- In its efforts to enable visiting tourists to gain an authentic experience of the Bhutanese lifestyle without undue stress to nature and local inhabitants, the Simply Bhutan living museum enables tourists to engage in many activities, including dressing up in the native clothes, practicing archery, distilling the local alcohol arak etc., all the while being guided into the history and heritage of the Himalayan country.
- Home to the royal family, the majestic Dechencholing Palace combines stunning architecture and history. Built in the traditional style of Bhutanese architecture, the palace holds both artefacts and a complete history about the royal family of Bhutan, who have been ruling over the reunified country for more than a century now.
- The Thimpu Dzong is yet another architectural marvel in its own right, but it comes alive during the Teschu celebrations of the capital city, when its courtyard serves as the location for numerous song and dance performances. Seeped in tragic history, the Dzong has been destroyed five times till date, but has always been reconstructed, and its white-red-gold colors and tiered roofs are an icon of Bhutan now.
- If you want to live and shop like the locals do, the Thimphu weekend market is a must visit. Traders from distant villages begin to throng the city Thursday night, and by Saturday morning, wares like incense, herbs, vessels and clothes are all around. The market also gives an opportunity to try local delicacies such as dried fish, red rice, and wild honey.
- For those interested in scholarly pursuits and history, the National Library of Bhutan houses an extensive collection of Budhhist texts and manuscripts dating back centuries, carefully preserved and documented here. Established in 1967, the library has since began a National Memory Bank, containing old records, letters and micro flims of importance to the Bhutanese people.
Containing the greatest number of sacred and ancient sites in the country, the district of Bumthang is ringed by four mountains, and the area itself is a beautiful valley known for its greenery. Alongside the many ancient temples and monasteries, the valley of Bumthang is also known for the cultivation of wheat, dairy products and potatoes. Some famous tourist spots in Bumthang include –
- The Jambay Lhakhang or the temple of Maitreya is a small but stunning piece of Buddhist architecture located in the district. According to legends, it was one of the hundred and eight temples built by a Buddhist Tibetan King in a single day in order to keep a demoness tied to the earth, and to prevent her body from reforming and terrorizing the followers of Buddhism.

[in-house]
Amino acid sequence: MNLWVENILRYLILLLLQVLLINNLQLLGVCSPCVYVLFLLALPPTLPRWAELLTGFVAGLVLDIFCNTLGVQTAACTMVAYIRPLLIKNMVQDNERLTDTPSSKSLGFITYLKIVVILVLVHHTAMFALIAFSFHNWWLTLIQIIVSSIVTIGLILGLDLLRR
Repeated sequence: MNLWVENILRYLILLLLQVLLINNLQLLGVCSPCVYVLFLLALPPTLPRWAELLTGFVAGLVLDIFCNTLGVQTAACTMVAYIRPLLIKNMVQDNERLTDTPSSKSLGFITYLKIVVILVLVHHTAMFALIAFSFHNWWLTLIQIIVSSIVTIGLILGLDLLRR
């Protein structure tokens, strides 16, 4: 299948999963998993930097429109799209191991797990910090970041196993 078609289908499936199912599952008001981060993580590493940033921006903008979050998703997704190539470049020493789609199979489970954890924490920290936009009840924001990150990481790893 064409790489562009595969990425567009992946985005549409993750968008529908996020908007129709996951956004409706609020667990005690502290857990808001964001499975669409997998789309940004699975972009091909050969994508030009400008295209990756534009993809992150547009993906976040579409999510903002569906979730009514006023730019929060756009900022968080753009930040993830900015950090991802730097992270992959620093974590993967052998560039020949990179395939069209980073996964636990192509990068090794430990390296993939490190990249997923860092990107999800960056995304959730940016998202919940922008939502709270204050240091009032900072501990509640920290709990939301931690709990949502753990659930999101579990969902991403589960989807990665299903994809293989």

- Yet another site with a rich and fascinating history associated with it, the Kurjey Lakhang is a set of three temples. The oldest one is believed to contain the imprint of the Buddhist Guru Rinpoche, the second was constructed at the site the Guru had meditated, and a third was added by the current Queen Grandmother of Bhutan. A hundred and eight chorten (stupa) wall rings the temple complex
- Known colloquially as the ‘burning lake’, the Mebar Tsho is located at a forty minute drive from the heart of Bumthang. Of special importance to pilgrims, the lake is associated with the stories and legends of the Buddhist Guru Rinpoche. Dotted with prayer flags, this serene sight also offers a beautiful natural scenery that delights tourists.
- Located in the Thang valley of Bumthang, the Choling Palace Museum is a historical and religious site converted by its owners into a museum, thus providing visitors with a deep and intimate insight into the culture of the country. Housing artefacts and household items, the museum helps shed a light on the rural life in the country.
- Known as the castle of the white bird, the Jakar Dzong was initially built to be a monastery, but today houses the administrative functions of the district. The place hosts the Jakar Tsechu and its famous masked dances. Built in the typical red, white and gold of the Himalayan style, the Dzong is both an architectural beauty and an excellent vantage point to enjoy the sights of the Bumthang valley.
Located in the heart of Bhutan, Wangdue Phodrang is a district dominated by the Dzong of the same name. A place of both ecological and historical significance, the site is listed in Bhutan’s tentative UNESCO list, and much of its greenery is protected by law and through the Jigme Dorji National Park. Places of interest in this region include –
- The Wangdue Dzong was constructed in the 17th century, and the fortress was an icon of the region – till it burnt down in a tragic accident in 2012. Much of the historical artefacts were saved however. Though renovations are to go on till 2021, the area around it is still steeped in history and culture, and can provide a good viewing point for the confluence of the Dang and Punaka rivers.
- The Jigme National Park is one of Bhutan’s most salient ecological efforts, and the expansive protected area spans across numerous districts including Wangdue. Known for its varied biodiversity, the place is an excellent visit for nature lovers and birdwatchers. Several endangered species of the Himalayan region can also be glimpsed here.